Monday, November 11, 2013

Urban bias in closure of ROTC programs (but wasn't the military supposed to be a rural stronghold?)

The New York Times reported a few days ago that the U.S. Army is reversing a decision announced a few weeks ago to close 15 ROTC programs in 2015.  Most of the programs slated for closure were in "rural" states or, more precisely, in nonmetropolitan areas, and most were also in the South.  Those programs, including the one at Arkansas State University (ASU) in Jonesboro, population 67,263, and Tennessee Tech in Cookeville, population 30,435, have been placed on "probationary status," the meaning of which is unclear.  The Army reported selecting these programs for closure because they commission fewer than 15 officers a year and because it needs to respond to "the nation's new demographic landscape" and focus on 56 other markets like New York and Chicago.

Journalist Alan Blinder reports that the response from the universities--and politicians--was swift:
But many of the universities, often backed by their congressional delegations and influential alumni, waged spirited campaigns to keep their programs and contended that the Army’s plan would eliminate academic and career opportunities for students from rural areas. Frustrated by what he said was a lack of transparency by the Army about the decisions, Senator Mark Pryor, Democrat of Arkansas, blocked a nomination for a senior Pentagon job.
The story quotes Dr. Tim Hudson, chancellor of Arkansas State University, which was threatened with loss of its 77-year-old ROTC program:
We appreciate the fact that the Army was willing to review the decision it had made.  We intend to work hard. We intend to improve what we’re doing.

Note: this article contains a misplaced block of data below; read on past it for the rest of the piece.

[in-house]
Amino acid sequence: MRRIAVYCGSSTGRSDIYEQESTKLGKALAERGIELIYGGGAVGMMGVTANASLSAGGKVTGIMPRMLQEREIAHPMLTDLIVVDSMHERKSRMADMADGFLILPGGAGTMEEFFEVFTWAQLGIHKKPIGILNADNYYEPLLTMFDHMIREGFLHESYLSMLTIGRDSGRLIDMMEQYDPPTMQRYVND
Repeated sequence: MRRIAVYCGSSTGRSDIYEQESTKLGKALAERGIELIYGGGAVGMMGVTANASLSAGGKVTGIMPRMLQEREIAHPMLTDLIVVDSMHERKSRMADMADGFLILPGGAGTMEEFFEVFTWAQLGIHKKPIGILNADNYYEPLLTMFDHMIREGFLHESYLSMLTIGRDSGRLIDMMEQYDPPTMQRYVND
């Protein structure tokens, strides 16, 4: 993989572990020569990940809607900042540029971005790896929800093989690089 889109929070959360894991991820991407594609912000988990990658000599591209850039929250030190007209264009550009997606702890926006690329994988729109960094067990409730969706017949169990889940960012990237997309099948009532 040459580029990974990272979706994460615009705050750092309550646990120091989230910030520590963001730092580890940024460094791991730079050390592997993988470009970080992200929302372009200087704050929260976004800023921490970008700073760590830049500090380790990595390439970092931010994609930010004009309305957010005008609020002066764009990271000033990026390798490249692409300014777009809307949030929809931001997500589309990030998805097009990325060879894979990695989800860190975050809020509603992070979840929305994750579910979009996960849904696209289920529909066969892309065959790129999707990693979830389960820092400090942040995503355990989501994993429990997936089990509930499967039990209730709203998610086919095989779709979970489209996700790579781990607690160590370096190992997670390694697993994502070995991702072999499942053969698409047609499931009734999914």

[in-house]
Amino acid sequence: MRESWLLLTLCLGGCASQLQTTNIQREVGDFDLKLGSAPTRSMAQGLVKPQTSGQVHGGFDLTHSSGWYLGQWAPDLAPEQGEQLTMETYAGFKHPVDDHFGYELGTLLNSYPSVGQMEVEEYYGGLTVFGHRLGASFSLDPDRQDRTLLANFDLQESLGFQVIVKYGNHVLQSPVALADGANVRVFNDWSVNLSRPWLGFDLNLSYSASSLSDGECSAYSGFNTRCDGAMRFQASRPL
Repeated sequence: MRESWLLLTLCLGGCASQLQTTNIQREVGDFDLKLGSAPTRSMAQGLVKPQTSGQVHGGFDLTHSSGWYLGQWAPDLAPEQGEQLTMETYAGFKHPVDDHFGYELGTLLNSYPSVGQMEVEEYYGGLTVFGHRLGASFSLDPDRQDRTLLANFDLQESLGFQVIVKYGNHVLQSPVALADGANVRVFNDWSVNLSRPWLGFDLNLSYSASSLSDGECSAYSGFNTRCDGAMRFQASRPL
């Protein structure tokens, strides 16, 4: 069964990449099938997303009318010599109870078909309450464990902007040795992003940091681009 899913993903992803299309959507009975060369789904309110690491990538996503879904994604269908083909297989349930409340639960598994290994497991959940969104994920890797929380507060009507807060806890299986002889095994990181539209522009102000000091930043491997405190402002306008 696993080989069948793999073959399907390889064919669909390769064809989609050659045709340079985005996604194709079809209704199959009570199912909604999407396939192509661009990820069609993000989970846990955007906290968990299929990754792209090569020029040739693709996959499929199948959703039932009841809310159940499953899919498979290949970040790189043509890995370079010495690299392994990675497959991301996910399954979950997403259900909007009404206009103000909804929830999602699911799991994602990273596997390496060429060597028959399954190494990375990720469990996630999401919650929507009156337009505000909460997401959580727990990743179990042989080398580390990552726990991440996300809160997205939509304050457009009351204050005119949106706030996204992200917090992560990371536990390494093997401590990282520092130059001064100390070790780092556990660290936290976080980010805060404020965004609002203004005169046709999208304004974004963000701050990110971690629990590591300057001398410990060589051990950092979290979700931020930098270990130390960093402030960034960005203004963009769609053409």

Dr. Hudson also commented on ASU's efforts to forge a stronger relationship with the military “that will allow us to understand better their expectations.”

The change at ASU and elsewhere would have forced some cadets to alter their plans for higher education and military service.  They would have been the first programs closed since 1998.  

What is surprising about the proposed closures is the fact that a disproportionate number of military recruits come from rural areas.  Maybe the move signals a military inclination to take enlisted men and women, but not officers, from nonmetropolitan places.  Read more about that here and here.

Oh, and Happy Veteran's Day.  The Center for Rural Strategies sent an email with this message today re honoring rural veterans:
Nearly half the men and women in military service have rural roots. Too often rural veterans don't get the attention, resources and respect they deserve. 
Please honor them by joining 10,000 Friends of Rural America. If you have already become a Friend, encourage your family, friends and neighbors to join.
The email included a link to this site re: appreciating and supporting rural communities more generally.

Here is a recent USDA ERS report on the 4 million veterans who live in rural America.  Those veterans comprise more than a tenth of all rural adults.  

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